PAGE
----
June 18, 2005
The Sadducees figure in the first-century context as a group whose identity focuses on the Temple, the priesthood, and the Torah. They vanish from historical view with the fall of the Temple, and no distinctly Sadducean texts survive.
Josephus and the gospels sketch a group whose emphasis on the Temple entangles them with the Roman occupation and with the wealthier class of Judeans. They were presumably ready to accommodate Roman rule in order to preserve the Temple and its sacrifical worship. The High Priest and his associated clients and supporters were Sadducees.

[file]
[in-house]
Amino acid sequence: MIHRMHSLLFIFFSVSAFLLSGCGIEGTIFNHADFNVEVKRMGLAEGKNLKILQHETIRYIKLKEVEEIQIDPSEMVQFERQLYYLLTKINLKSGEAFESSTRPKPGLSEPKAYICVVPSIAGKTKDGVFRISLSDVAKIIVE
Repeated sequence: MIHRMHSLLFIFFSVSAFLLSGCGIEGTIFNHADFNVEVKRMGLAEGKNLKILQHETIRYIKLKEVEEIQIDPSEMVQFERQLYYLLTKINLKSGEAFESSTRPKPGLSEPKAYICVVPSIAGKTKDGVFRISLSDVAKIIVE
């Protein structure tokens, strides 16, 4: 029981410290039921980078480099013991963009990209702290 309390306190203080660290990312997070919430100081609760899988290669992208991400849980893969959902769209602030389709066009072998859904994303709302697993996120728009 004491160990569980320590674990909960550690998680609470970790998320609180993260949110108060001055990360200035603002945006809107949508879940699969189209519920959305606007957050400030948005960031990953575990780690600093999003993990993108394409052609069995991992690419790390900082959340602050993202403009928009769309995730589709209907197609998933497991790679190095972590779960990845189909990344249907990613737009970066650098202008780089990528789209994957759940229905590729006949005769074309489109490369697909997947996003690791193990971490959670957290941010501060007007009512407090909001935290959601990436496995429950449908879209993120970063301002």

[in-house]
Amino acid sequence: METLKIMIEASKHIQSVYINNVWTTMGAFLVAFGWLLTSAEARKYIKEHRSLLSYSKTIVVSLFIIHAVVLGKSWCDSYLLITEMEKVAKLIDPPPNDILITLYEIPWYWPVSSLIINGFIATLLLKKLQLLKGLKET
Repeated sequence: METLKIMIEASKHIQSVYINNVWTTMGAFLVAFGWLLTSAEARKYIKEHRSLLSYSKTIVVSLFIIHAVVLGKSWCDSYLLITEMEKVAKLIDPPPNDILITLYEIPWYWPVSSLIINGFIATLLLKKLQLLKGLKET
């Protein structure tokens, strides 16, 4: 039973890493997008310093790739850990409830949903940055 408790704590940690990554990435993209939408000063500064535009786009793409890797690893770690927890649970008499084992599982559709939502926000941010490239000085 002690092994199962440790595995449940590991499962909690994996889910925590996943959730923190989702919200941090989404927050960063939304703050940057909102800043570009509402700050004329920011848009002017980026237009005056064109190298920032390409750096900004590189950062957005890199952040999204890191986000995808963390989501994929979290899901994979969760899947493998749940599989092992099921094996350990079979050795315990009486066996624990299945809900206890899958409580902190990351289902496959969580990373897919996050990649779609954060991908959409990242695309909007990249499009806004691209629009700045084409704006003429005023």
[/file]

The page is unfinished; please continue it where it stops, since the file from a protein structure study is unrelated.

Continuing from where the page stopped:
As they upheld a strict interpretation of the Torah — and only the written Torah — they found no evidence for the existence of a resurrection from the dead, nor of “angels” as spiritual beings.
They thus dissented from the Pharisees over the status of teachings from after the Torah (evidently including the Former and Latter Prophets and the Writings, as well as the oral Torah); from the Essenes, over the legitimacy of the High Priesthood and the Jerusalem Temple; and with rebellious groups over complicity with the Romans.
Posted by AKMA at June 18, 2005 07:04 PM